“The artist appeals to that part
of our being… which is a gift and not
an acquisition—and, therefore, more permanently enduring.”
— Joseph Conrad
Surely they go hand in hand?
(Ego = Personal brand = Narcissism!)
I’m not sure.
The problem is always the problem.
Personal branding didn’t arrive on the scene with Tom Peters’ Fast Company article. It’s been around as long as we could share a personal message.
We might shun the notion of a brand and us, but with advent of the web there’s no way of escaping that you have a persona. (When was the last time you did a search for your name on Google?)
If you are intent on crafting a personal brand then stop playing to your ego.
It’s not about you. It’s about them. Or, more precisely, it’s about creating art and being prepared to share without an end in mind.
When we give completely – we invest our soul and love in a project – then it does much more to reinforce our brand than any amount of faux economics.
I have posited the question that if you remove the economic lever, what’s left of your personality? Or to put it another way, if you didn’t work for a company selling XYZ product or service, would you still be passionate about your offering?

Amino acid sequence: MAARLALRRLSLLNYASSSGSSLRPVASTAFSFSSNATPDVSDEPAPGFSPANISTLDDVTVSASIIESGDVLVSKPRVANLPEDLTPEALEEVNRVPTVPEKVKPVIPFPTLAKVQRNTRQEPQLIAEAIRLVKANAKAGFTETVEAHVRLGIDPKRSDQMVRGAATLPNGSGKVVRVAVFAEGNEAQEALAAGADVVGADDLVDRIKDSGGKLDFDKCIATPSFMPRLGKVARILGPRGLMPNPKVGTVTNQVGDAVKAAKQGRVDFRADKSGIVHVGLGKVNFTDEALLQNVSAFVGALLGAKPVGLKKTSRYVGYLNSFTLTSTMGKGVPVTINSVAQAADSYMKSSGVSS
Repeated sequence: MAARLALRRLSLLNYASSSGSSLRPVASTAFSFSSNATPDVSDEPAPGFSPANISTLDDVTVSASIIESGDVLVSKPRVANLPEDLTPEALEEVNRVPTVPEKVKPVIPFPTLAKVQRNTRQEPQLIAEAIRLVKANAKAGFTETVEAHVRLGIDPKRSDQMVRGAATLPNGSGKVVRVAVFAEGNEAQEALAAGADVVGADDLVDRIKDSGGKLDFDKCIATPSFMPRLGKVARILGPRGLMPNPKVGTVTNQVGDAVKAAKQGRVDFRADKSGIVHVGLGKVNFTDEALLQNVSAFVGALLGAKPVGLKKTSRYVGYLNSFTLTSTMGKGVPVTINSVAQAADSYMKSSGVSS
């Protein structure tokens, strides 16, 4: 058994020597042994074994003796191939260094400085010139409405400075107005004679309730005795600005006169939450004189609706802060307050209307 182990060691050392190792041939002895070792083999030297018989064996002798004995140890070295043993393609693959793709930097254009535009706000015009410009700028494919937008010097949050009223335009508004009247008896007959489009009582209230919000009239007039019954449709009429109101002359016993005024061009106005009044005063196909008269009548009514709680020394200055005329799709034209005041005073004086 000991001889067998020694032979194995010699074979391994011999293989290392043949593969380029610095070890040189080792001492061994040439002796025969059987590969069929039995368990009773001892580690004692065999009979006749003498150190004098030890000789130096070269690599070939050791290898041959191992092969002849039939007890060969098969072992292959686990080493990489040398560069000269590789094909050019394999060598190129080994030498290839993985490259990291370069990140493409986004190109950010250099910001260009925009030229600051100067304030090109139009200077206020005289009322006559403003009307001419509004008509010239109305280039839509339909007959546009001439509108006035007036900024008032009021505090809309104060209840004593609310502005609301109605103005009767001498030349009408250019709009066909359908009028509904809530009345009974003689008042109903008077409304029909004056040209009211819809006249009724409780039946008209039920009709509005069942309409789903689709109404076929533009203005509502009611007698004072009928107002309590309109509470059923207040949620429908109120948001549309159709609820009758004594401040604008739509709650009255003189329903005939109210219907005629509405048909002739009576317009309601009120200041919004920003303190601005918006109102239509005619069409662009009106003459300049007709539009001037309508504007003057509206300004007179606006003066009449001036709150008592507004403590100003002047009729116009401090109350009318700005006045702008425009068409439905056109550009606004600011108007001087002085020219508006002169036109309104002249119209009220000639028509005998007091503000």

I think not?
The thing is the true artist creates art because s/he has no choice. It’s not about getting. It’s about giving.
As more and more people pile into the social media space, there simply isn’t enough room for everyone to be milking the same edges of their personal brand. You have to be prepared to stand up, create from the heart and cease the endless messaging.
When I think of those people who’ve established a meaningful personal brand, they haven’t done so on the back of a sales promotion. They’ve done it by providing something valuable, standing for something and giving without any prospect of getting. You might argue that they have egos the size of a house (I wouldn’t know) but that’s not what comes to mind. In fact, the fact that they have an opinion makes me feel I can make a space in my life to listen or read their material. Compare that to the usual sales guff I see these days. And the two couldn’t be further apart.
The bottom line is that what you do online should totally reflect who you are and what you stand for. In one word: congruence.
If your ego continues to dominate then I fear it will be a slippery path to oblivion.